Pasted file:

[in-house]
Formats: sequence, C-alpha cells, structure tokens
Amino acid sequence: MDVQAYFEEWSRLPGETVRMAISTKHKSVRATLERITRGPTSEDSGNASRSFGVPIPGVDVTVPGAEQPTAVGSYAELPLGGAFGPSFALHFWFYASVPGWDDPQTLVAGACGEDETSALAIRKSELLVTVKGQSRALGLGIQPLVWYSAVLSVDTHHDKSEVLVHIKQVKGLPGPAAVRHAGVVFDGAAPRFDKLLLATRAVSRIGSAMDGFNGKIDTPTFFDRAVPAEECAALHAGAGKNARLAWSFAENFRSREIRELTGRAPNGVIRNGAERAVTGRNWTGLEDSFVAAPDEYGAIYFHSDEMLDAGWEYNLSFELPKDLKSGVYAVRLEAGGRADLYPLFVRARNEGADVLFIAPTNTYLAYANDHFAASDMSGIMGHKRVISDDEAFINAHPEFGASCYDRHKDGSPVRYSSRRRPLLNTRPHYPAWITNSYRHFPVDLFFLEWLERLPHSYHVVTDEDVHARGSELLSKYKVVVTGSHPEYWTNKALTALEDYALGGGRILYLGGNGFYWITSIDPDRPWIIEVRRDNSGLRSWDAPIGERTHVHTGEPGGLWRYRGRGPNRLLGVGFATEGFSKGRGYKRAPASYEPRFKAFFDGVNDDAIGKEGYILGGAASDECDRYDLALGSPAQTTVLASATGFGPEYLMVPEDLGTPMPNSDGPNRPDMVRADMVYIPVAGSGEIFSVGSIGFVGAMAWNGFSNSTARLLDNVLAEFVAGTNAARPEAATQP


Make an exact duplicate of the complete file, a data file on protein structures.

[in-house]
Formats: sequence, C-alpha cells, structure tokens
Amino acid sequence: MDVQAYFEEWSRLPGETVRMAISTKHKSVRATLERITRGPTSEDSGNASRSFGVPIPGVDVTVPGAEQPTAVGSYAELPLGGAFGPSFALHFWFYASVPGWDDPQTLVAGACGEDETSALAIRKSELLVTVKGQSRALGLGIQPLVWYSAVLSVDTHHDKSEVLVHIKQVKGLPGPAAVRHAGVVFDGAAPRFDKLLLATRAVSRIGSAMDGFNGKIDTPTFFDRAVPAEECAALHAGAGKNARLAWSFAENFRSREIRELTGRAPNGVIRNGAERAVTGRNWTGLEDSFVAAPDEYGAIYFHSDEMLDAGWEYNLSFELPKDLKSGVYAVRLEAGGRADLYPLFVRARNEGADVLFIAPTNTYLAYANDHFAASDMSGIMGHKRVISDDEAFINAHPEFGASCYDRHKDGSPVRYSSRRRPLLNTRPHYPAWITNSYRHFPVDLFFLEWLERLPHSYHVVTDEDVHARGSELLSKYKVVVTGSHPEYWTNKALTALEDYALGGGRILYLGGNGFYWITSIDPDRPWIIEVRRDNSGLRSWDAPIGERTHVHTGEPGGLWRYRGRGPNRLLGVGFATEGFSKGRGYKRAPASYEPRFKAFFDGVNDDAIGKEGYILGGAASDECDRYDLALGSPAQTTVLASATGFGPEYLMVPEDLGTPMPNSDGPNRPDMVRADMVYIPVAGSGEIFSVGSIGFVGAMAWNGFSNSTARLLDNVLAEFVAGTNAARPEAATQP